When we look at the Role of Occupational Therapy in Schools we are looking at the ability to build a child’s autonomy, confidence, and increase independence. In Jamaica there are currently 10 occupational therapists compared to the approximately 139,077 in the United States. Occupational Therapy plays an important role in helping to enhance a child’s ability to learn and thrive in their educational environment - this is what fuels our team to work towards increasing access to quality, consistent therapy in Jamaica.


Access to Therapy

According to the Statista Research Department there are approximately 410,000-540,000 people who self-identified as having a disability in Jamaica as of 2019. Children under 14 make 21% of that population (Unicef, 2018). Sadly, most children with disabilities in Jamaica aren’t getting the support they need. 

Access to therapy services in Jamaica are limited, often only being available in Kingston, which can mean hours of traveling for some families. This makes the proper, consistent care for a child to achieve a quality life simply unrealistic. Underserved children perpetuate cycles of poor physical and mental health, economic hardship, and illiteracy. 

An example of this, Nicola and her son, Badrick. Badrick was diagnosed with Infantile Spasms, also known as West syndrome. Badrick also has developmental delays and cerebral palsy. He can’t walk. If he needs to eat, his mom needs to feed him. Nicola and Badrick live a nearly two-hour drive from Kingston, because of the distance, Badrick cannot get therapy.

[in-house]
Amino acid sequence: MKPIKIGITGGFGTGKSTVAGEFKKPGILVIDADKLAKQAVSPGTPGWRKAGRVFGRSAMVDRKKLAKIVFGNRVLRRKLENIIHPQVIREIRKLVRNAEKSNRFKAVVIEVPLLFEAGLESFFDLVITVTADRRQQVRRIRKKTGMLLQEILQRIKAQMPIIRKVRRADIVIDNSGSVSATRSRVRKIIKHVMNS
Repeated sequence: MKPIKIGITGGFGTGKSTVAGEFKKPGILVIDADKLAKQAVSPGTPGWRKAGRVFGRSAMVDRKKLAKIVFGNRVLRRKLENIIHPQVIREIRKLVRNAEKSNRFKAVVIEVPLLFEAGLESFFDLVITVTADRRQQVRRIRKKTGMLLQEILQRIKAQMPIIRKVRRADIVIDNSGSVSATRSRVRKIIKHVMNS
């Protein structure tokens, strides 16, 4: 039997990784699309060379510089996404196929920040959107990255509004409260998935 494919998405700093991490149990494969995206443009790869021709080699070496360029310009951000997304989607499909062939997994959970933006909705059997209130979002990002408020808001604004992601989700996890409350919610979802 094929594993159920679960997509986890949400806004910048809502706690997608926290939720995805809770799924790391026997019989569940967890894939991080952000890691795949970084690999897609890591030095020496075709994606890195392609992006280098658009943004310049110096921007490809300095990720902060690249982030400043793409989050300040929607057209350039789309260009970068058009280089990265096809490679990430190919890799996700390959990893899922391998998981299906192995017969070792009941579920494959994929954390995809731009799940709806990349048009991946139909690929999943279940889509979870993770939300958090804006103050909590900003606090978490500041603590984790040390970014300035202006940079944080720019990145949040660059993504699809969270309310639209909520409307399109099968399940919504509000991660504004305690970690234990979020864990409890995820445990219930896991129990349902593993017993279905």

Many therapy students from the Caribbean will complete their studies abroad and don’t return to their home countries after getting their degrees. This has led to a shortage of licensed therapists and contributed to the scarcity of affordable therapy services for children. For the few occupational therapists in Jamaica (currently 10), there is an absence of local training. We know that professional education creates accessibility, and creates opportunities for higher quality therapy for children in Jamaica. 

Smile A While supports schools for children with special needs in Jamaica by providing therapists, equipment, and funds for travel and professional development. This critical support can change the trajectory of a child’s life and lead to positive health and quality of life outcomes.